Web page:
One Good Thing from Selena and The Biebs’ Social Media Feud and Other Notes from the Week

Catch up on all the news you might have missed with our handy summary of the week’s top stories.
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Catch up on all the news you might have missed with our handy summary of the week’s top stories.
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We’re pleased to bring you “While You Were Out”—the Verily editors’ quick takes on the happenings of this week.

Severe Flooding in Louisiana Leaves Many Stranded

This week significant rainfall in Louisiana led to severe flooding that has caused at least twelve deaths and damage to more than forty thousand homes. Sources say the flooding is the worst disaster the state has faced since Superstorm Sandy. But what’s heartening is that the relief effort response has also shown itself to be the greatest since Sandy. More than a thousand recruits from the Red Cross have descended to help, and more than eight thousand people are receiving emergency shelter. CNN has compiled a list of ways you can help. —Mary Rose Somarriba

Justin Bieber Deletes Instagram Account After Feud with Fans and Selena Gomez

This week one of the most famous and beloved ex-couples in American pop culture, Justin Bieber and Selena Gomez, experienced an online feud that ultimately resulted in Bieber closing his Instagram account. The whole thing can be chalked up to a somewhat petty celeb duel, but Gomez’s initial comment did carry some weight. 

After receiving tons of comments from his more than 77 million followers decrying his new girlfriend (i.e., Beliebers who still wish he and Gomez would get back together), Bieber responded to his fans in a post threatening to make his Instagram account private if they didn’t stop the “hate.” Ex-girlfriend Gomez chimed in, saying, "If you can't handle the hate, then stop posting pictures of your girlfriend lol—it should be special between you two only.” While what followed was a back and forth of swipes between the two, for which Gomez admitted her contributions were “selfish and pointless,” Gomez’s initial insight about keeping the private private is one that many can learn from. —MRS

And the Latest Live-Action Disney Remake Is . . .

Well, it looks like Disney really took note of The Jungle Book’s box office success. As if you weren’t already excited enough to see Emma Watson play Belle next March, get ready to revisit your biggest childhood hair crush (or was that just me?) in a live-action version of The Little Mermaid that’s slated to be in the works. Hamilton songwriter Lin-Manuel Miranda will be collaborating with the legendary Alan Menken on the project, Deadline reported on Tuesday. This remake will apparently be “orchestrated as a mix of pre-existing songs from the 1989 Disney animated classic movie,” songs which won Menken two Oscars back after the movie’s original release. On a side note, imagine being the guy who wrote “Under the Sea,” “A Whole New World,” and “Colors of the Wind.” What a hit machine! —Sophie Caldecott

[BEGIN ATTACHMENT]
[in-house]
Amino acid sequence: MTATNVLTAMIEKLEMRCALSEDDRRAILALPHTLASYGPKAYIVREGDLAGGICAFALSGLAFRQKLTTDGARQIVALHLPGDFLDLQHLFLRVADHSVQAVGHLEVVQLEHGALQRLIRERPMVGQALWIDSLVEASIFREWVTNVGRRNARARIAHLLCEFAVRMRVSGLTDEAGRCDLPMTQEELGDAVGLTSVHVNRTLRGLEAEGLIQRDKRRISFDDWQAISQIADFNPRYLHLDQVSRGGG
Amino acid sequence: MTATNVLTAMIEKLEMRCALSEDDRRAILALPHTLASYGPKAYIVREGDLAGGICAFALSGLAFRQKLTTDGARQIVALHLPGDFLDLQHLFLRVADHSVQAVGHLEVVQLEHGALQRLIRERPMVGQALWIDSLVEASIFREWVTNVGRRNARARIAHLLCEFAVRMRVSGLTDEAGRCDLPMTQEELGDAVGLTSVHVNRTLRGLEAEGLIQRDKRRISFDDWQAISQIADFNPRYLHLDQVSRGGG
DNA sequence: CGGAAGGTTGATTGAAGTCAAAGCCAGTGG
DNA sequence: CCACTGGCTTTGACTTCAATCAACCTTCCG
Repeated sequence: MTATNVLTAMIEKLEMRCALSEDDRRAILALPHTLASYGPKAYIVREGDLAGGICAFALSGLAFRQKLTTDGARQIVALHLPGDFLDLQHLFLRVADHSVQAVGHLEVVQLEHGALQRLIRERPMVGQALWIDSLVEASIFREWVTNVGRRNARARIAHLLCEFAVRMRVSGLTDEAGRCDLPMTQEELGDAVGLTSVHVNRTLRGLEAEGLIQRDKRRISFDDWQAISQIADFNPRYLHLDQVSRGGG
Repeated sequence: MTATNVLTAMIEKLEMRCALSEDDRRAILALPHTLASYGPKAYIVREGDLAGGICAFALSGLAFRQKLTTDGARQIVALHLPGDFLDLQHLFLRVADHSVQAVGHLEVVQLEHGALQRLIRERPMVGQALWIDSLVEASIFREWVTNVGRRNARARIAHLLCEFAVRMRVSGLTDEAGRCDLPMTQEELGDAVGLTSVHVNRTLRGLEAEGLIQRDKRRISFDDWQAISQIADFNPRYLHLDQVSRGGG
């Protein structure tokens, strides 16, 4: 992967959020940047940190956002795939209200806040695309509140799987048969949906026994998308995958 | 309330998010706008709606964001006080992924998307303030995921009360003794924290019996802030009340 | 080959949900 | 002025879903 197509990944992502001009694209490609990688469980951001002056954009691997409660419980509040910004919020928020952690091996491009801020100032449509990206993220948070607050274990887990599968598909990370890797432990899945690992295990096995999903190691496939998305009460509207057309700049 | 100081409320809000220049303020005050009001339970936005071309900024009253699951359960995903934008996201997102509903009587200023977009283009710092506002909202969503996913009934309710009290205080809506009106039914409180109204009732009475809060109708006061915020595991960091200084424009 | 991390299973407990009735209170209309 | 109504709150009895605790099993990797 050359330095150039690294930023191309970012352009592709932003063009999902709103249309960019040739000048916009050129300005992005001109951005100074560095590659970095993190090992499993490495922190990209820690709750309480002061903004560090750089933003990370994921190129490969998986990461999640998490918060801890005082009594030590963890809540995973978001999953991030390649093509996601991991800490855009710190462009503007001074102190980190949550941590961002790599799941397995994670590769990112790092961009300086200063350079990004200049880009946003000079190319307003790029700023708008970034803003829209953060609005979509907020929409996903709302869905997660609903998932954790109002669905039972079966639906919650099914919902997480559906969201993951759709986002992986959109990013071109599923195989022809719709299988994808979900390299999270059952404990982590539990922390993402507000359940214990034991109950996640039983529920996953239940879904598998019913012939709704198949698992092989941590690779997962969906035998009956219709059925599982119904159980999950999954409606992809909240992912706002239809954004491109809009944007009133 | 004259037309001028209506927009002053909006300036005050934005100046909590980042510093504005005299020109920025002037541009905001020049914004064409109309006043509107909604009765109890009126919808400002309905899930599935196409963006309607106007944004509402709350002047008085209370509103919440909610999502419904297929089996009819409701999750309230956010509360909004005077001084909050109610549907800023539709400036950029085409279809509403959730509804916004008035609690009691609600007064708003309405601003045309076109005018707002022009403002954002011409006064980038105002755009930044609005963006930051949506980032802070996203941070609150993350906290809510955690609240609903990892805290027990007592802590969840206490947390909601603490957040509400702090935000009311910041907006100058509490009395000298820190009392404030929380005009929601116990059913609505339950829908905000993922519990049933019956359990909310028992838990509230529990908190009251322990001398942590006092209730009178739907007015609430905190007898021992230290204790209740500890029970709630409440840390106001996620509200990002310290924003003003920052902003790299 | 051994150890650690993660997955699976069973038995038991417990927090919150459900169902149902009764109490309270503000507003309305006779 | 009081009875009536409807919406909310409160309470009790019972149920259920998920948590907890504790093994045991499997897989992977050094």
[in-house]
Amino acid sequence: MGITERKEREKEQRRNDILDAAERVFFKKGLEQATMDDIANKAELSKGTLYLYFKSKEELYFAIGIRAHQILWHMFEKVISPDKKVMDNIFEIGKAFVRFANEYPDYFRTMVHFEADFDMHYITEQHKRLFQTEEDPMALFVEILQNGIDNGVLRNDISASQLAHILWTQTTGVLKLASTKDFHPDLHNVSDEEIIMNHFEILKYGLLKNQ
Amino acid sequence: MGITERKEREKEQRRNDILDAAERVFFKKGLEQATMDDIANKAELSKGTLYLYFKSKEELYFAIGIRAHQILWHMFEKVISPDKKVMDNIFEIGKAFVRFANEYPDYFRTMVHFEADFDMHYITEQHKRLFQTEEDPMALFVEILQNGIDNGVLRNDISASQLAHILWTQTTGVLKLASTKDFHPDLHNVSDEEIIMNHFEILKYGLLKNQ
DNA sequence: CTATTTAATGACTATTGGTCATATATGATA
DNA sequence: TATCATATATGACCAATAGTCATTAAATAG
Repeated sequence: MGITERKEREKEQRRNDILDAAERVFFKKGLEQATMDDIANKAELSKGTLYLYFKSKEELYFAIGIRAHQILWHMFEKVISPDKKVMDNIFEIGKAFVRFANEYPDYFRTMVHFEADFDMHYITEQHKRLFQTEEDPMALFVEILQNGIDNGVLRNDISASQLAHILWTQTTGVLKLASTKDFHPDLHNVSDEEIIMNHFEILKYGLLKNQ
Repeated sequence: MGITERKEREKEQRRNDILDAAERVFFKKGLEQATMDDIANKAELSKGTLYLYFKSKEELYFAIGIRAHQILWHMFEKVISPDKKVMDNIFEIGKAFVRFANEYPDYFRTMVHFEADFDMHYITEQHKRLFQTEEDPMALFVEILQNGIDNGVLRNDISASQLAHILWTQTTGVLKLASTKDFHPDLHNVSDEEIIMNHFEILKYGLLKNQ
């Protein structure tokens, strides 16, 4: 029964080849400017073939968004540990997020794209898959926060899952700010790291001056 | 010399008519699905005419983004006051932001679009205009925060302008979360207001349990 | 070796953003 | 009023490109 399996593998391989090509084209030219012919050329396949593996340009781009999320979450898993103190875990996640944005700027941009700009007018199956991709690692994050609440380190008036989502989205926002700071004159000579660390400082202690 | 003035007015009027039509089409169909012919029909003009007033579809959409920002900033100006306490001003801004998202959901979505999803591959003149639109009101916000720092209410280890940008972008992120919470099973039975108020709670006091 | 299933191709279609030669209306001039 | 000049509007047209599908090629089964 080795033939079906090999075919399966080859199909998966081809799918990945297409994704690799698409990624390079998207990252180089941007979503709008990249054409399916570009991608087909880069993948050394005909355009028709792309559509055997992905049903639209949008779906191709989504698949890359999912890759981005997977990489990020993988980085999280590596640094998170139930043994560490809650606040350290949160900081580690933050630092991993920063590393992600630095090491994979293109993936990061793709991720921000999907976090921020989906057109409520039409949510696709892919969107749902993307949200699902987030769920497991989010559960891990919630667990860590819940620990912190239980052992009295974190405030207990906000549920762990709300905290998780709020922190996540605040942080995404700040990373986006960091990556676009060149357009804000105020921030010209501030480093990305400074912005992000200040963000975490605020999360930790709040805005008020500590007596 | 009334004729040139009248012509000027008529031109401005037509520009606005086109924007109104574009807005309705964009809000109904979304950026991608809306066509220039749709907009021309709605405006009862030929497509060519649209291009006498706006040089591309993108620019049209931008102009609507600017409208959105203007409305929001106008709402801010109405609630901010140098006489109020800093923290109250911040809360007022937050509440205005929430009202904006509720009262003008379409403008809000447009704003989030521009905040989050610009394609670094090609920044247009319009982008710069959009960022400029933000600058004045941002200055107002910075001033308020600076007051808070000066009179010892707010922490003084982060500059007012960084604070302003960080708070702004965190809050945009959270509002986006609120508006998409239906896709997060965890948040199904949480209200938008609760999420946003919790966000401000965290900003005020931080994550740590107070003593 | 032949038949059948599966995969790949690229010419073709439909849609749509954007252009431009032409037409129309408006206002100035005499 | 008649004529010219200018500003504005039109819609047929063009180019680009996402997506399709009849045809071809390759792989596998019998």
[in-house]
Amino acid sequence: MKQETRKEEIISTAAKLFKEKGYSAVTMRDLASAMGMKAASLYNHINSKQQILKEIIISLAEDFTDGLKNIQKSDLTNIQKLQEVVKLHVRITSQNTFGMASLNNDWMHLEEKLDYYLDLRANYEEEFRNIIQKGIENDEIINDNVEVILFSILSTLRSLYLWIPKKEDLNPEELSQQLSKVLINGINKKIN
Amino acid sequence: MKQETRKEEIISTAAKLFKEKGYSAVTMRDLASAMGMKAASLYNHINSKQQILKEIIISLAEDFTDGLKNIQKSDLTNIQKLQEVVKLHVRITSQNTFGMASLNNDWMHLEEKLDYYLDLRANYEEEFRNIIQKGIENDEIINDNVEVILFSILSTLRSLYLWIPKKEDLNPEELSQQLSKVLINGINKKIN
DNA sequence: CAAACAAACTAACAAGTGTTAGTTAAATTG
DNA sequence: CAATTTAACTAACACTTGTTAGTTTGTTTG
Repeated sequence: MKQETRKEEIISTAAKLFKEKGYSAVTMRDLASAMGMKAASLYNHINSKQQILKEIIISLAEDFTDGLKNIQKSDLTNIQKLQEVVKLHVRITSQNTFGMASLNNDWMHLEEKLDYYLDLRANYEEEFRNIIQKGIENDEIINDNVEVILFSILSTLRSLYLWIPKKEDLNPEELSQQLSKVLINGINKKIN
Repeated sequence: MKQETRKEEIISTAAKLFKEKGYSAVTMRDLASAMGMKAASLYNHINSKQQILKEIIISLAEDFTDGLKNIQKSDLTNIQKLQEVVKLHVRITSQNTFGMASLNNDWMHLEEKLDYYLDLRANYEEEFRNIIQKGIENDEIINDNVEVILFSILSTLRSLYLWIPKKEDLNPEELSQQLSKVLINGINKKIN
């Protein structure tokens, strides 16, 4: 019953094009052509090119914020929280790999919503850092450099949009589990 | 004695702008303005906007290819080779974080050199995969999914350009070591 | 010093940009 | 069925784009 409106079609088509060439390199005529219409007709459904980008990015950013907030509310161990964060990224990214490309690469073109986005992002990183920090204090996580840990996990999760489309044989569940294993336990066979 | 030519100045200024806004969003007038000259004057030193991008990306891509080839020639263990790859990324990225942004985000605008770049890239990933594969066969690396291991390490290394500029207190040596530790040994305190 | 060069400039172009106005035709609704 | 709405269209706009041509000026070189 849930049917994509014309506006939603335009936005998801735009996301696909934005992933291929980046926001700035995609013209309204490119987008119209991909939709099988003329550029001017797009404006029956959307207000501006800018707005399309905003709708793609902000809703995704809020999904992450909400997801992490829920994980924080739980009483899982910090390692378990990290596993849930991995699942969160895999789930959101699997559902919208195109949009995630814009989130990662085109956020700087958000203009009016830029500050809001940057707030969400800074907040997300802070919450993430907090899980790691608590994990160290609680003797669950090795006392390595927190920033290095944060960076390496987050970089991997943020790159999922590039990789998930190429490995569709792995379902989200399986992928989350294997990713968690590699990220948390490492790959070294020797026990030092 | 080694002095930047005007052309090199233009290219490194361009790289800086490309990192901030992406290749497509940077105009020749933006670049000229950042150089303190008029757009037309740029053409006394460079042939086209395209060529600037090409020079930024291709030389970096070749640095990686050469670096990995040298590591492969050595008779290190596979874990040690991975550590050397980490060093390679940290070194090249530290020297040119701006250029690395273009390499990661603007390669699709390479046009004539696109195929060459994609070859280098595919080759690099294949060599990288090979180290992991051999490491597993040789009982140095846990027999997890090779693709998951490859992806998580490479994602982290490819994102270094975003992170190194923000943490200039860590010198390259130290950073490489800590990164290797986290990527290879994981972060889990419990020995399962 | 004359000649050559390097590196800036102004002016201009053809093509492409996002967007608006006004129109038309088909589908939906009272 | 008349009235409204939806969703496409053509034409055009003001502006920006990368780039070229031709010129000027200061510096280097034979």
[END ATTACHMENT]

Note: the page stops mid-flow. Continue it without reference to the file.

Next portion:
You’re a Real Peach, Gold’s Gym

By now you’ll know that here at Verily we’re all about celebrating women’s unique beauty, empowering everyone to embrace their natural, healthy body shape. Well, the other day we had a powerful reminder that yes, the whole world still needs to hear this message when Gold’s Gym posted a photo of a pear alongside the text, “This is no shape for a girl,” in a new ad campaign. It was so ridiculous that I had to laugh, but as a pear-shaped woman who occasionally feels pangs of insecurity (who doesn’t?), it also made me kind of mad. The major gym franchise faced an onslaught of backlash (as one might imagine) and did issue a rather weak apology. Still, you can add this to the long list of ad campaigns that are damaging to women’s body image. —SC

New Nike Ad Highlights a Unique Woman . . .

A Nike ad that shows a religious sister competing in the Ironman has gone viral this week and won the hearts of viewers everywhere. Some Catholics found that the initial images of the sister in a habit were staged; she in fact had left the Catholic church many years ago to be a part of a different religious community and doesn’t wear a habit. She may be less of an official nun, but nun-the-less she appears to be a remarkable woman, and the short (while scripted) video is nothing short of inspiring. —MRS

Feminism and Femininity Are Not Mutually Exclusive

Actress Kiernan Shipka (of Mad Men fame) recently penned an essay in Teen Vogue, in which she said she's recently come to terms with her personal feminine style, despite some thinking it's not in touch with a current social movement. Wearing uniquely feminine clothes, like dresses and florals, is no less empowering than embracing more gender-neutral styles, she said. This Emma Watson lookalike may only be 16, but she reminds women of all ages that being a strong woman can look many different ways. As Verily style editor Lilly Bozzone wrote, “Whether donning a waist-cinching dress or a loose pair of slacks, modern feminism is all about the woman who embraces and celebrates her innately beautiful femininity.” —Madeline Fry